Saturday, February 02, 2008

Andy McGuire (Advice for Novelists, Part 9)

Here's the next installment of our series in which editors, agents, publicists and authors answer the question:

"If you could say one thing to aspiring novelists, what would you say?"

Surprise me. Think of an opening line that sounds like nothing you've heard before. Then follow that up with another. Then the next one. And the next. Come up with unique ways to introduce characters and plot elements. Find fresh metaphors and new insights. Avoid everything that
sounds like you've heard it before. If your manuscript continues to surprise me, I'll continue to read it. Guaranteed. Novels are a reader's way of vacationing in someone else's mind for awhile. If it feels familiar, what's the point?

Practice being creative. It's not easy, but it can be done. Daydream about outlandish things. Look at something familiar and try to come up with a bizarre metaphor to describe it. Forget the mechanics of writing for awhile and try to concentrate on saying new things in new ways.

--Andy McGuire, Fiction Acquisitions Editor, Moody Publishers


Ed J. Horton said...

Good stuff, Andy! Thank you for stating it in a way that made your point..."Novels are a reader's way of vactioning in someone else's mind for awhile."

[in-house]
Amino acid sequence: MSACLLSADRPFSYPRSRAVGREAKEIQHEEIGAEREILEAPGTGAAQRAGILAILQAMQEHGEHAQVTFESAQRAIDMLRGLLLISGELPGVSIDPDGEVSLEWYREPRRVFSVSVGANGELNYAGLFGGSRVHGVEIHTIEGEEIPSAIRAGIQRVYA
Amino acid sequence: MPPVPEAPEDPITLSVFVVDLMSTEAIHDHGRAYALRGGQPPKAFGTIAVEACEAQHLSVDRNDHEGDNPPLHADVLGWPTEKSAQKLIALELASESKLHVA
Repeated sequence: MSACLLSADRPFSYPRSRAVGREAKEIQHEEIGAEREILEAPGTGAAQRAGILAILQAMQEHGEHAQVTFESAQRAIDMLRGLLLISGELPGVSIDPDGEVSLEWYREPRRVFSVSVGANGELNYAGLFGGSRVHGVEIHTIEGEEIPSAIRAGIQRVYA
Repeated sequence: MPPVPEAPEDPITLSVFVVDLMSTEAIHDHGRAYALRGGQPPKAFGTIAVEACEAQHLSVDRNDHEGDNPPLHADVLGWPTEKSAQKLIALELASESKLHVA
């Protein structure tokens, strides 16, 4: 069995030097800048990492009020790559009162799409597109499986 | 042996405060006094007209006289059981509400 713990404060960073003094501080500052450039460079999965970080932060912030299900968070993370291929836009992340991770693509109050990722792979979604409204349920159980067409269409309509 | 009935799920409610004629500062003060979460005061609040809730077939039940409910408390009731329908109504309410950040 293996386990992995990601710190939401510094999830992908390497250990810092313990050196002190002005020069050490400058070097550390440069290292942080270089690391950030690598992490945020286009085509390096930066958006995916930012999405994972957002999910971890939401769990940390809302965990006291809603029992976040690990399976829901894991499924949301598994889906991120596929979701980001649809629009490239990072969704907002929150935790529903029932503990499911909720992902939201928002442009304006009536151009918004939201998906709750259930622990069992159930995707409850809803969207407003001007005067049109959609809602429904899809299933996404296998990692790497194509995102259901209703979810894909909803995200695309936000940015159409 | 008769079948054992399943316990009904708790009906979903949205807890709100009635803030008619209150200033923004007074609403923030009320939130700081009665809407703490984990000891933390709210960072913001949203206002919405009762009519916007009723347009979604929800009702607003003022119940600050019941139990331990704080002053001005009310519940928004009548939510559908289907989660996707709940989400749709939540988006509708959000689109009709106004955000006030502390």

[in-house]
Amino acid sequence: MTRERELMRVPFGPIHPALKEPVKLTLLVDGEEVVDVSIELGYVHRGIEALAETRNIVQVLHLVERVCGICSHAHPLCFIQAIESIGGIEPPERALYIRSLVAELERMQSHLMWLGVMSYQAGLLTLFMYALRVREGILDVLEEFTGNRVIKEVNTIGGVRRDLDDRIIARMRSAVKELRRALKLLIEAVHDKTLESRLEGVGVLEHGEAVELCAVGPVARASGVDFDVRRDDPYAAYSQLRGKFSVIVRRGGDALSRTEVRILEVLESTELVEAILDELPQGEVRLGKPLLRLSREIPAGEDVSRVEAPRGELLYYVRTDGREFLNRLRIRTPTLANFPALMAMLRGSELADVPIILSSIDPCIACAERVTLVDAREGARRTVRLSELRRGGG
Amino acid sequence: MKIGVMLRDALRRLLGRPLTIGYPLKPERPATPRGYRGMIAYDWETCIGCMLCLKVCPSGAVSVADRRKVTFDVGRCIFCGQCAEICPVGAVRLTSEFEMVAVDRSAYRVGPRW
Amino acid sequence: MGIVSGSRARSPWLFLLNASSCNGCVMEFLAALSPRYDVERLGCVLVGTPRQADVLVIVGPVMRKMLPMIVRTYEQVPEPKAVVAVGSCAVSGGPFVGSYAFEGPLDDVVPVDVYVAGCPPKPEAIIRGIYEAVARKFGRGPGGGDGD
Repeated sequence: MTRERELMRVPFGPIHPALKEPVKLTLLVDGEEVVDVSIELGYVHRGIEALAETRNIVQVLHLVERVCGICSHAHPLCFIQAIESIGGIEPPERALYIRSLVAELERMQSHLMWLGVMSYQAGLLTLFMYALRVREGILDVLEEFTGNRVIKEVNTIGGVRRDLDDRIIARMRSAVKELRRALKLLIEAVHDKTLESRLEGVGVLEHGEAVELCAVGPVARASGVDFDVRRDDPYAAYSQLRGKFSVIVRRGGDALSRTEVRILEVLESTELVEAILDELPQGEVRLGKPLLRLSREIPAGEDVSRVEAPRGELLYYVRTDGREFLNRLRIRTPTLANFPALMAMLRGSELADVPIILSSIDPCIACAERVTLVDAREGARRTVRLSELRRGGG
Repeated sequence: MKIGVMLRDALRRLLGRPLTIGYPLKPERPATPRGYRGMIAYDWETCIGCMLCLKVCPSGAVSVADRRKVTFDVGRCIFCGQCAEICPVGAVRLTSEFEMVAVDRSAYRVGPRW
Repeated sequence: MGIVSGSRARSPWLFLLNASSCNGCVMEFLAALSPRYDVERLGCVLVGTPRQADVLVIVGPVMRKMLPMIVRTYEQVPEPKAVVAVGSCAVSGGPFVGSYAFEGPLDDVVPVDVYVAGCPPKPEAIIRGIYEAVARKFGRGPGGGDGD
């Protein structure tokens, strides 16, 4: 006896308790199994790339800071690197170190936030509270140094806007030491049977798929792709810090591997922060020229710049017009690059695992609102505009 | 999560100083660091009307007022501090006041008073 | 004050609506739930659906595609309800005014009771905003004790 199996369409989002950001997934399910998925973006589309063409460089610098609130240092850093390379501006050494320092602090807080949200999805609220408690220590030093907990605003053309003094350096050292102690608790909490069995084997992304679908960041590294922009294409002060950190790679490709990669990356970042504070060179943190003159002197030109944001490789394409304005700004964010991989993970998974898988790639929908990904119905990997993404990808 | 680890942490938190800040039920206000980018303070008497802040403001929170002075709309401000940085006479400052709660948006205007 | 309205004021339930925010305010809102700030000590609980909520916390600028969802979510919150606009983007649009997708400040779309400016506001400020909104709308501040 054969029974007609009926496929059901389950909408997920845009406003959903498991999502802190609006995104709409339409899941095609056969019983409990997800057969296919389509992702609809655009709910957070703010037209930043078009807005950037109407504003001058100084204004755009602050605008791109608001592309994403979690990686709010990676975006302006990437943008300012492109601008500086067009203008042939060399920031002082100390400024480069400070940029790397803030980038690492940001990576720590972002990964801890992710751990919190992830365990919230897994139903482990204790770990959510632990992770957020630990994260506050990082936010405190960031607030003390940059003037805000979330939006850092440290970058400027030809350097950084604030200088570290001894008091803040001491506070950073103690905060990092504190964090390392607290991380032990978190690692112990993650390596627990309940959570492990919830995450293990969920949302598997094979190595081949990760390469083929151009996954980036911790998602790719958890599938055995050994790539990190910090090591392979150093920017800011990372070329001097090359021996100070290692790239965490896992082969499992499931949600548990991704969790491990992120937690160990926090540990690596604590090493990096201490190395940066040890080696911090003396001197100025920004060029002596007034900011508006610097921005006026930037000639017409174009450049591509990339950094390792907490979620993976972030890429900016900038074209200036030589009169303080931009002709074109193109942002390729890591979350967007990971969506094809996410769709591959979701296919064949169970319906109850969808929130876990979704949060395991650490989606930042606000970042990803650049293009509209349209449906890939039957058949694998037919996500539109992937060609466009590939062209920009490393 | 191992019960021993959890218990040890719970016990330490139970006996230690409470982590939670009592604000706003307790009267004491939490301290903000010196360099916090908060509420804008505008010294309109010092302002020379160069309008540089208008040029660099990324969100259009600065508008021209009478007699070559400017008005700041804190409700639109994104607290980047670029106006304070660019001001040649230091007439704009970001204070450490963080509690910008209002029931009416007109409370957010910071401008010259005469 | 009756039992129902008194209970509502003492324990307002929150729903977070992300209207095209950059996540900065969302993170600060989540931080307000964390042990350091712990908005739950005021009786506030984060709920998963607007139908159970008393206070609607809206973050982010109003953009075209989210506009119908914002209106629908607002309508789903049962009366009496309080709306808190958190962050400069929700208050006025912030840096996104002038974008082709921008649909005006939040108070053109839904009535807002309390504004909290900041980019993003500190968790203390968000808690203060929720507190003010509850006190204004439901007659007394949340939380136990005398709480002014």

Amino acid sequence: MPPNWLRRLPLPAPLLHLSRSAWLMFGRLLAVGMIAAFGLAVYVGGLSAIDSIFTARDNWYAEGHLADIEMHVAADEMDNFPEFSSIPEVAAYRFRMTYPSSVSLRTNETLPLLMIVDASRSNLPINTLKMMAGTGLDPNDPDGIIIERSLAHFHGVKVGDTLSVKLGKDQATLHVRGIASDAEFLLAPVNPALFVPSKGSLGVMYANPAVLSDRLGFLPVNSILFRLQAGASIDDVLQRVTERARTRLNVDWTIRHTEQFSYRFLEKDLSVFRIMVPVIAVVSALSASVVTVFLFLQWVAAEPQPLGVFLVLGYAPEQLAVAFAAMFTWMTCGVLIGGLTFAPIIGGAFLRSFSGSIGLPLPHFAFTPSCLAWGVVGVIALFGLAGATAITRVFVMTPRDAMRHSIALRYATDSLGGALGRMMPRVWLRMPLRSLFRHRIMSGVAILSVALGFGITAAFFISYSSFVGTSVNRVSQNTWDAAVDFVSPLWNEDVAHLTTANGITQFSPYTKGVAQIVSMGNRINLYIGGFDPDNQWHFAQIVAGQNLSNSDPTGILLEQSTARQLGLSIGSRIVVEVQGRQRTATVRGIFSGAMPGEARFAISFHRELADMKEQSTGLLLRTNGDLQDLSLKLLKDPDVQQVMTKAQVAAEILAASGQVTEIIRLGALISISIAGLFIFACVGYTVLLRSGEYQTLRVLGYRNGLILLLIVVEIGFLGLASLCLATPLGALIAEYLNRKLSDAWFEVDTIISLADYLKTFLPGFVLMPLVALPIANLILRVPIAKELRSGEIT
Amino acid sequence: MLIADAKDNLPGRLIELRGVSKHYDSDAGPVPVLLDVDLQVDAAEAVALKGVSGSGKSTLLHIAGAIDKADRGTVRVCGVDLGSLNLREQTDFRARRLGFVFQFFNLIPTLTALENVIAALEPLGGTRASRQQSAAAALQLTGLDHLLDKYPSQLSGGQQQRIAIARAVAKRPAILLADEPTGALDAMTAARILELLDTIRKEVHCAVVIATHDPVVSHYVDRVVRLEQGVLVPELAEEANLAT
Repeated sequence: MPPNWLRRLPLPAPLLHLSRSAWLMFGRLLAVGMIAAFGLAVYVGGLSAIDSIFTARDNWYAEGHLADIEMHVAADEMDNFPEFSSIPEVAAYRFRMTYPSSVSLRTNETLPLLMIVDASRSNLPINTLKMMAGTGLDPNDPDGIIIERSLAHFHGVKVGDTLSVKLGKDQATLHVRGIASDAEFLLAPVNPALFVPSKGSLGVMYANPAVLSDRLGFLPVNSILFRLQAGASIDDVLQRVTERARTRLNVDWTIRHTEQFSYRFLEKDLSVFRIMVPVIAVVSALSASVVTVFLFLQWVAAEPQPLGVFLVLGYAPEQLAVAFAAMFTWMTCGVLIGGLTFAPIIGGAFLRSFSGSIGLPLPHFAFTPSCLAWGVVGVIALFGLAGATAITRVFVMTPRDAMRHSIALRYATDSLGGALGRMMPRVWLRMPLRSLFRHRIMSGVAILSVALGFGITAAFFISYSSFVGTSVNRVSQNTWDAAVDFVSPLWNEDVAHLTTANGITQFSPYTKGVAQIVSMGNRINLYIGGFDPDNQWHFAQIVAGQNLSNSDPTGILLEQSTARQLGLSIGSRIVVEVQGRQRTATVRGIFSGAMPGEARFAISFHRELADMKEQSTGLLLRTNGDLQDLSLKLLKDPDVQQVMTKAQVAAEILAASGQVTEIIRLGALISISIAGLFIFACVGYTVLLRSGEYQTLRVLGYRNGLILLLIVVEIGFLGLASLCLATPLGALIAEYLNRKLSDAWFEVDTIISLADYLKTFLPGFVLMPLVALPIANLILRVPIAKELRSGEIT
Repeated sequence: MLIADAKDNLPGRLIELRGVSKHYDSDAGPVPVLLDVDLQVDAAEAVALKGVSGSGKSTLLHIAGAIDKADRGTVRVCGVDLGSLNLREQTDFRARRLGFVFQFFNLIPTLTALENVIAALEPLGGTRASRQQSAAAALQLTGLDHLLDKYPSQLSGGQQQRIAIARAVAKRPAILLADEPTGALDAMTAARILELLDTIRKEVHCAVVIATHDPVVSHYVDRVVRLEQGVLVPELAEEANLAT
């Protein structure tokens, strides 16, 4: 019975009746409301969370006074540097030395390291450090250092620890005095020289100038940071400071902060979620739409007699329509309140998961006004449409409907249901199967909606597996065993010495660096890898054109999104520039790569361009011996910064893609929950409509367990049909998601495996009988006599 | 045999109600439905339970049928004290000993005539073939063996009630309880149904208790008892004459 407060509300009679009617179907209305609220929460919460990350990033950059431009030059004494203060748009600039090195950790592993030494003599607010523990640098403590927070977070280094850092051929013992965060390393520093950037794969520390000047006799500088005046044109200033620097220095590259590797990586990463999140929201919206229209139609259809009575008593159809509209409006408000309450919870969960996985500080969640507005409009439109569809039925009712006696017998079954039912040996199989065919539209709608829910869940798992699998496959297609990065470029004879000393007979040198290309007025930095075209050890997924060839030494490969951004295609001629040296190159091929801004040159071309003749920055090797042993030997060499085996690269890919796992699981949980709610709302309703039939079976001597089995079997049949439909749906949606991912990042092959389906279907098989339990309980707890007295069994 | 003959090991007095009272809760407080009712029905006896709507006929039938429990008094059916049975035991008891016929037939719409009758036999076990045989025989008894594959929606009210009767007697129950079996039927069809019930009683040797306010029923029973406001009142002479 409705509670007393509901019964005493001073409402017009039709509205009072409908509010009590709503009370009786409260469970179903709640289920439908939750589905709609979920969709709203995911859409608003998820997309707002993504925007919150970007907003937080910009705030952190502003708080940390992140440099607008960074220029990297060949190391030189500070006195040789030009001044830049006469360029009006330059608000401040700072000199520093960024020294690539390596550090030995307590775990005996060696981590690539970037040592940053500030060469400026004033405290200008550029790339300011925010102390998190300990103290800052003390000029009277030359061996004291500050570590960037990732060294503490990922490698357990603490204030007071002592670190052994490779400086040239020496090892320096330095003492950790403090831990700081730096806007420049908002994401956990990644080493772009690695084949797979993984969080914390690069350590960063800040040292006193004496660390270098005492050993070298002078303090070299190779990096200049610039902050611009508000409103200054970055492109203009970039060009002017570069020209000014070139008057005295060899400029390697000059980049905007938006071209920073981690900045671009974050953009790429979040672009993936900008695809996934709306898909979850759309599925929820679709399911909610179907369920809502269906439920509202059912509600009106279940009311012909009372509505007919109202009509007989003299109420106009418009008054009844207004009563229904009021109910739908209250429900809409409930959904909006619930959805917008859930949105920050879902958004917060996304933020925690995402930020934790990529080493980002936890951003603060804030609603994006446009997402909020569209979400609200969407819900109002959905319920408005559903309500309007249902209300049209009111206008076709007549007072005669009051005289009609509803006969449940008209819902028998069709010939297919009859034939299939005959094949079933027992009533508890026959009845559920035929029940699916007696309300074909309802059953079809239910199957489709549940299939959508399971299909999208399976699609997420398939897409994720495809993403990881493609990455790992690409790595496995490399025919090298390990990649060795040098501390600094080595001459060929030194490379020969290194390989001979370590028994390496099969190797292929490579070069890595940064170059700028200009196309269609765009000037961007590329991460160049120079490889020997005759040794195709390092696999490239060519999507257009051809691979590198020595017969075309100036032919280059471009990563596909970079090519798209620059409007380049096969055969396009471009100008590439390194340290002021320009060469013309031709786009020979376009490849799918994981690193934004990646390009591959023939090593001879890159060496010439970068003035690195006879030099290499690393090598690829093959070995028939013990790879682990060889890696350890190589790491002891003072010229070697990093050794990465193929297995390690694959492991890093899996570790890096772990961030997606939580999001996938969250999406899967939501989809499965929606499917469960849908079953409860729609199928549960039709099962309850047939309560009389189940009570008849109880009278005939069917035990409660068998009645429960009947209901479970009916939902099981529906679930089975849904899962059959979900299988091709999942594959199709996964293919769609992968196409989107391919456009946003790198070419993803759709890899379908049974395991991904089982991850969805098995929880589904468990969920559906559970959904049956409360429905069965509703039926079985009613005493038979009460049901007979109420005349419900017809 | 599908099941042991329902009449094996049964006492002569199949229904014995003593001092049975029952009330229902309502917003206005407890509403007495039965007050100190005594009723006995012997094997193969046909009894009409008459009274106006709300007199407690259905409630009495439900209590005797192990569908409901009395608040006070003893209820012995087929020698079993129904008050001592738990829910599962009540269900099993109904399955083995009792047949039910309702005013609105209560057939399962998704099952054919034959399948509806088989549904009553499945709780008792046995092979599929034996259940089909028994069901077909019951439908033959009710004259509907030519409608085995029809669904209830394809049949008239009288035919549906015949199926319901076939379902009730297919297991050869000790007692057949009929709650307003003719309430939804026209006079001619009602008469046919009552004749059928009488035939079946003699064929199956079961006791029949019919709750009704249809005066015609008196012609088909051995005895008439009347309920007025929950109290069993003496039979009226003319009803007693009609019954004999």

Mary DeMuth said...

A wave to Andy...

I agree. If I ever do acquisitions, that would be the first thing I'd be looking for: stunning creativity. I want to be wowed and surprised. And I want to love the writing.

michael snyder said...

Yeah, what Mary said (about what Andy said)!


Merrie Destefano said...

I always hate posting after Michael because my jokes are so lame compared to his. So, I won't be silly. That will be my revenge.


Andy, your post was really inspirational. It's great to hear that someone likes bizarre metaphors (I think that's the only kind I know), and I completely agree with the part about taking a vacation in someone else's mind . . .

Hmmm. That even sounds like a good book idea.

Anonymous said...


You energized me with your ideas! I think this creative approach to surprise readers can help writers in many different projects. You edit engaging books such as historical fiction by Tricia Goyer.